Canadian Coast Guard Officially Opens New Permanent Station In Victoria

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staff at the new Victoria Coast Guard Station. Pics: Canadian Coast Guard.

Victoria, BC:  Terry Beech, Parliamentary Secretary to the Minister of Fisheries, Oceans and the Canadian Coast Guard, has announced the official opening of the new Canadian Coast Guard search and rescue station in Victoria, B.C.

This new and modern search and rescue station is situated on Dallas Road alongside the Coast Guard’s Victoria base, with easy access to the harbour.

The new building offers office and meeting space, as well as living quarters on the second floor for the station crew. Solar panels were installed on the roof of the building to offset a portion of the station’s energy consumption.

As with other Coast Guard search and rescue stations along the coast of British Columbia, the Victoria station is staffed 24-hours-a-day.

The highly trained crews are ready to respond at a moment’s notice to a maritime emergency in the area, which is especially important during summer months when boating activity in the area increases for the season.

The station enhances marine search and rescue capacity in southern British Columbia and in the Strait of Juan de Fuca. It also supports Coast Guard’s longstanding partnerships with the Royal Canadian Marine Search and Rescue, Royal Canadian Navy, RCMP, and local first responders. The new building replaces a temporary station which opened in 2018.

Search and rescue vessels and personnel of the Canadian Coast Guard.

The $1.5 billion Oceans Protection Plan is the largest investment ever made to protect Canada’s coasts and waterways. This national plan is creating a stronger marine safety system that provides economic opportunities for Canadians today, while protecting our coastlines and clean water for generations to come.

This work is being done in close collaboration with Indigenous peoples, local stakeholders and coastal communities. Bernadette Jordan, Minister of Fisheries, Oceans and the Canadian Coast Guard, said: “Under the Oceans Protection Plan, our government continues to invest in infrastructure, personnel and equipment so we can respond more quickly and effectively to emergencies at sea. From expanding the Coast Guard Auxiliary, to new SAR stations, to re-opening the Kitsilano Coast Guard Station, we’re strengthening marine safety and response times from coast to coast to coast. The new station in Victoria is the latest milestone under the OPP, and I look forward to seeing it serve Canadians for decades to come.”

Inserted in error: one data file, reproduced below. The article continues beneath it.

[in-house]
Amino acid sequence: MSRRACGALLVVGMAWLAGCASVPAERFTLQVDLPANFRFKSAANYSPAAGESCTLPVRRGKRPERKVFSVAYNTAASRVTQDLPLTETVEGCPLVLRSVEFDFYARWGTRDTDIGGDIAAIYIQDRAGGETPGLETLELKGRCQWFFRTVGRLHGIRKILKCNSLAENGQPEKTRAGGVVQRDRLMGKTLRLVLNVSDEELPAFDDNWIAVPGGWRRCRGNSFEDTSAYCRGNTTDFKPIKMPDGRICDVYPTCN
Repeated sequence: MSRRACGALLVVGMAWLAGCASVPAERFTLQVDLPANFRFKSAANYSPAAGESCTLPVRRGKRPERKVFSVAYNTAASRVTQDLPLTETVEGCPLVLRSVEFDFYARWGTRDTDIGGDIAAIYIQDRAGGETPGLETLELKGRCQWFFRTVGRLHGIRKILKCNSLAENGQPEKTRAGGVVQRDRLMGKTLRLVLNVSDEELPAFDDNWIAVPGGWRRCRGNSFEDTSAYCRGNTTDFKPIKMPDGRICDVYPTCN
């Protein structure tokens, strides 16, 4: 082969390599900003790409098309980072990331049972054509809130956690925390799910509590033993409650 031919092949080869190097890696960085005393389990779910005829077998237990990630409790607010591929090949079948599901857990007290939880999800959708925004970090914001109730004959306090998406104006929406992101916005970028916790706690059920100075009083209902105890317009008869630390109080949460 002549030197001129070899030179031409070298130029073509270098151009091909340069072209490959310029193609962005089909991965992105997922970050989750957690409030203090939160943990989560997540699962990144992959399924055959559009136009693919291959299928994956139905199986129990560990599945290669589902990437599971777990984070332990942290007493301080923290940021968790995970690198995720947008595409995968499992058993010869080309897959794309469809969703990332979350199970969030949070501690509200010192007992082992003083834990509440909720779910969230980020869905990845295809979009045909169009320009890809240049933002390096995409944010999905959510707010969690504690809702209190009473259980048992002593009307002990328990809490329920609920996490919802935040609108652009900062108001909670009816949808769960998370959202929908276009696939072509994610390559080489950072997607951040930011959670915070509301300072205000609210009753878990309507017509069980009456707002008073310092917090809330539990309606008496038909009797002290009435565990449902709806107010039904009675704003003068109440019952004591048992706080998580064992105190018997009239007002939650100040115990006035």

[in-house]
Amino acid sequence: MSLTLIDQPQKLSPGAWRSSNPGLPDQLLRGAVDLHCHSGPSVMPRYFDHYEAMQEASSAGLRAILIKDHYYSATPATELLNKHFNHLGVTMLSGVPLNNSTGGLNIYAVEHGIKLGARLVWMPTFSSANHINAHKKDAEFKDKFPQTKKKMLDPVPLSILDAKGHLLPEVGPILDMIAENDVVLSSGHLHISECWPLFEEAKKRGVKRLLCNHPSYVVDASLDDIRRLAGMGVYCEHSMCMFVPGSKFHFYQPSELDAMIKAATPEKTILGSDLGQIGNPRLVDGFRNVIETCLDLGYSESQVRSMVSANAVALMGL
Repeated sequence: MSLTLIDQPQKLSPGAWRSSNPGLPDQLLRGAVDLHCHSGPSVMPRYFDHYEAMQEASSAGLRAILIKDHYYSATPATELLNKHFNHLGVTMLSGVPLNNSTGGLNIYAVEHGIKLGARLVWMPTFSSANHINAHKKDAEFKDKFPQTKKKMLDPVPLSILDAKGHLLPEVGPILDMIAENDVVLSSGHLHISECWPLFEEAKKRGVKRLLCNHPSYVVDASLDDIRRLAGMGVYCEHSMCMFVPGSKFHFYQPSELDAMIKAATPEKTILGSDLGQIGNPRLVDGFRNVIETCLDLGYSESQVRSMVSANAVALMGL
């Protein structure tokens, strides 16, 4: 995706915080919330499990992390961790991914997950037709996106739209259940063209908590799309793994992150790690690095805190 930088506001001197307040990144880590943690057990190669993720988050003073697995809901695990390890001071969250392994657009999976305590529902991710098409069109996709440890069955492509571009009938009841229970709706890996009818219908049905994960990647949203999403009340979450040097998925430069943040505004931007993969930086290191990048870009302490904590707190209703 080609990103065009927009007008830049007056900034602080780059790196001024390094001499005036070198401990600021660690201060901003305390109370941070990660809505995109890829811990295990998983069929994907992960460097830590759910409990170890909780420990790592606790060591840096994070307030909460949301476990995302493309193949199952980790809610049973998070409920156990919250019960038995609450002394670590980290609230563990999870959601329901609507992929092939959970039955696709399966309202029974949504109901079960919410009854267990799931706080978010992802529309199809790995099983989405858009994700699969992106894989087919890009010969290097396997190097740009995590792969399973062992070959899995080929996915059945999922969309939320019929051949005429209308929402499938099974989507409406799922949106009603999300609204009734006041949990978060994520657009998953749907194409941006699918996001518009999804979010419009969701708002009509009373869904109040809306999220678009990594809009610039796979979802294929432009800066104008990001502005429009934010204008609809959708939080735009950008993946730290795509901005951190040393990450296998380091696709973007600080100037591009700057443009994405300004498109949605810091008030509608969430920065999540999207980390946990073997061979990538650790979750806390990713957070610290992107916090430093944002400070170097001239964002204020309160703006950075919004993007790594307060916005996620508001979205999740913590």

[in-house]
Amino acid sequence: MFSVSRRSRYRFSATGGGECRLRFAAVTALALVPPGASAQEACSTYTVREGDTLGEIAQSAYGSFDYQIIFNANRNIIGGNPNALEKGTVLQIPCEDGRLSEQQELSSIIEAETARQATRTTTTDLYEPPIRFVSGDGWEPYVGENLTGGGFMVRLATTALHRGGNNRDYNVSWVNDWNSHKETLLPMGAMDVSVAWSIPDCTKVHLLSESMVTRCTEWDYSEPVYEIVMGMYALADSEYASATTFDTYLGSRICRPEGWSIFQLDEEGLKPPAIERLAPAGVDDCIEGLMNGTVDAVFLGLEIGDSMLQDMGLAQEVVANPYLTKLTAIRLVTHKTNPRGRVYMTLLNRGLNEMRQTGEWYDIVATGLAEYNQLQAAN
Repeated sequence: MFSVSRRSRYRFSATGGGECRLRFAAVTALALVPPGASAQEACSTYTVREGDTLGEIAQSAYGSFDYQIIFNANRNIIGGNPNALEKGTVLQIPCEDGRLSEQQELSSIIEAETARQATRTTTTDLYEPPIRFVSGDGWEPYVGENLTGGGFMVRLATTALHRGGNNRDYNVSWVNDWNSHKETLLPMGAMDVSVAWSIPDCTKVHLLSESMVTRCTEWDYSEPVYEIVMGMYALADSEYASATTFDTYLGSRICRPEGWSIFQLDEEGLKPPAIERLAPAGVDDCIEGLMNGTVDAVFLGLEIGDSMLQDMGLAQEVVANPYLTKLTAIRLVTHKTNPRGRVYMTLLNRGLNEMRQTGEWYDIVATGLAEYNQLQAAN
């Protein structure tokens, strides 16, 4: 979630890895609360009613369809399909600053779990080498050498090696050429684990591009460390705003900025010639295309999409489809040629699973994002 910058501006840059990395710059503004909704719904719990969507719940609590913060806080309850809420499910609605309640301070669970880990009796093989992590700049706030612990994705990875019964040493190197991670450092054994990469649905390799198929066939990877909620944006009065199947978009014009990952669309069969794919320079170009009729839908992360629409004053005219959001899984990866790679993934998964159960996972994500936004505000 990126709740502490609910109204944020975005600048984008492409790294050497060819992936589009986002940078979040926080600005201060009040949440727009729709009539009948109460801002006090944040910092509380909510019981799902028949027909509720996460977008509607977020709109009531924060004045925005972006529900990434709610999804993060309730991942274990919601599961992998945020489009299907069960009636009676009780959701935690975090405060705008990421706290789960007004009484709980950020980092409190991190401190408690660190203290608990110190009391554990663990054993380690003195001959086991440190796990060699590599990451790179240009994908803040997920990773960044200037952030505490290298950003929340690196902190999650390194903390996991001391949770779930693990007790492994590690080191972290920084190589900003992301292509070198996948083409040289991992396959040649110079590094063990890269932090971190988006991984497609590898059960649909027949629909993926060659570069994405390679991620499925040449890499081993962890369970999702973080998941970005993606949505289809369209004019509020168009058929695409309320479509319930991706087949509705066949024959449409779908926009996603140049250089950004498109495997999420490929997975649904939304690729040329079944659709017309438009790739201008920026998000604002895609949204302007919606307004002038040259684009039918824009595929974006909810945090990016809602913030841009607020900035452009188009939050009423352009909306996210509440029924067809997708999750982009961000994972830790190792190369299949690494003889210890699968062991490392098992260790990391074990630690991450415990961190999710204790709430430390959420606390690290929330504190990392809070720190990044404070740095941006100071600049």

Omar Alghabra, Minister of Transport, said: “The opening of the Victoria search and rescue station demonstrates our commitment to increasing our ability to respond to emergencies on the B.C. coast. Projects like these enhance our ability to respond to marine incidents, improve safe navigation on Canadian waters, provide incident response training to Indigenous Peoples and coastal communities, and upgrade communications with mariners in remote areas.”

Terry Beech added: “In 2018, our government announced our plan to build a new SAR station in Victoria, and I’m thrilled to see that vision become a reality today. The station in Victoria will allow the women and men of the Canadian Coast Guard to better respond to marine emergencies on the busy Strait of Juan de Fuca. This station is just one way our government is delivering on its promise to keep Canada’s oceans and coastlines safe.”

• The station features a 14.7-metre Canadian Coast Guard lifeboat, the CCGS Cape Calvert, and a Rigid Hull Inflatable Boat, providing 24-hour response services for search and rescue, environmental response, and other activities. The marine infrastructure for the Victoria station vessels is projected for completion by 2023.

• The Victoria station is crewed by an Officer-in-Charge and three crew members, including an engineer and two Leading Seaman/Rescue Specialists.

• The station cost $3.8 million to build and includes a double-height workshop for vessel maintenance, a first aid room, as well as an equipment drying room and gear storage.

• Three additional search and rescue stations have been opened in Newfoundland and Labrador.

• Funding for the new stations totaled $108.1 million, with ongoing funding of $12.2 million creating 56 new positions to provide search and rescue services from these new stations on the two coasts. 

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